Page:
Monday, 17 May 2010


A couple of days ago I went to see Kursk at the Liverpool Everyman. Worth seeing although oddly less engaging than I expected. The audience mills around within the set which is a kind of fat submarine with control room in the centre, bunks to one side, captain’s cabin in one corner and crew dining area in another. That gives a particular intensity to it all. But despite the inherent drama of anything set in a submarine, the real events of the Kursk sinking (only an aspect of this show despite its title) and another key element of the plot, it was not as involving as I’d expected. Perhaps things moved just a little too hurriedly. Or perhaps it was still a bit too stagey.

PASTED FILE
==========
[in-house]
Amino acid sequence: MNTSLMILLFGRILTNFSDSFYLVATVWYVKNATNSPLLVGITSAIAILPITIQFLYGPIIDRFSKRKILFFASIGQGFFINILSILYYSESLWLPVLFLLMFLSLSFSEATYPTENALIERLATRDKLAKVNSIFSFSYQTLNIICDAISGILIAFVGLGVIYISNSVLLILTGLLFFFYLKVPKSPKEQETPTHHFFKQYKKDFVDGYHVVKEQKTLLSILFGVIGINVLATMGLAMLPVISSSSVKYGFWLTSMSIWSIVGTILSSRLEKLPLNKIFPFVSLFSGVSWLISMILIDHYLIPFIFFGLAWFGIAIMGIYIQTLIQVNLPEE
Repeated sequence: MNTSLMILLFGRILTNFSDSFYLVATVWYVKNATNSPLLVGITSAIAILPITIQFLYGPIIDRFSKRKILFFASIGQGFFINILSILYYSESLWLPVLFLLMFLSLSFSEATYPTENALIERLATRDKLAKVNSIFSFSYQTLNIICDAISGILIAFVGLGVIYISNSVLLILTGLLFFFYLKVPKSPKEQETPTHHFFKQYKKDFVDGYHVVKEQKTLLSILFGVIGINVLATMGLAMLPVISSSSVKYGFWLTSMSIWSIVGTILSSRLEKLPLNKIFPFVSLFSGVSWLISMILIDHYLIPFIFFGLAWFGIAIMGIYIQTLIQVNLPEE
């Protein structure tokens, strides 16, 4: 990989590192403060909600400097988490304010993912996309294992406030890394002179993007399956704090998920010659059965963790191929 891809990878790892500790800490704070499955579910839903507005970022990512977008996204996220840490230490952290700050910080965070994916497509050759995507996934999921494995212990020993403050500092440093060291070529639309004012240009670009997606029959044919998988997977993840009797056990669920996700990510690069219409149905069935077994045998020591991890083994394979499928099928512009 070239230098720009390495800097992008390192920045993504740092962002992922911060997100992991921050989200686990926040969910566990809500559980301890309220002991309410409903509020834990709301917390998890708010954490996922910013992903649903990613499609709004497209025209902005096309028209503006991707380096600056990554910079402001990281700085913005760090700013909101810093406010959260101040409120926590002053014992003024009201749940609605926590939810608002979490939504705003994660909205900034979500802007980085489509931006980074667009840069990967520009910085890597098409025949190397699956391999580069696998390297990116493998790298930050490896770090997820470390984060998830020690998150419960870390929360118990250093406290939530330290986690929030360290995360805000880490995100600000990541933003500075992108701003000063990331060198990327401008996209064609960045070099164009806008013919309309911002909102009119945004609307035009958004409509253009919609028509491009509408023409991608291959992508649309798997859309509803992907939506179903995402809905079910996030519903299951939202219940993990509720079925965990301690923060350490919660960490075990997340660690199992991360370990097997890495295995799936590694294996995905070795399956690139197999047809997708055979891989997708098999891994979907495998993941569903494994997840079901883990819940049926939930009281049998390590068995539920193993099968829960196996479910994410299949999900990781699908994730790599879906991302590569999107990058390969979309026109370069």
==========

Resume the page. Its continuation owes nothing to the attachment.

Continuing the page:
But there was one particular point of interest. Atmosphere was provided by a claustrophobic near constant set of background sounds. Standing where I was, this made listening to the dialogue a bit of a struggle but after a while I had the sense that I understood the outside noises, that I could hear the significance in the bangs and echoes.

That reminded me of the experience I used to have listening to unfamiliar Shakespeare histories at Stratford. For the first few moments (perhaps minutes), I would struggle to decode the English. Then suddenly it was a transparent medium for thought. The noises in Kursk cannot have been quite that but suggested it.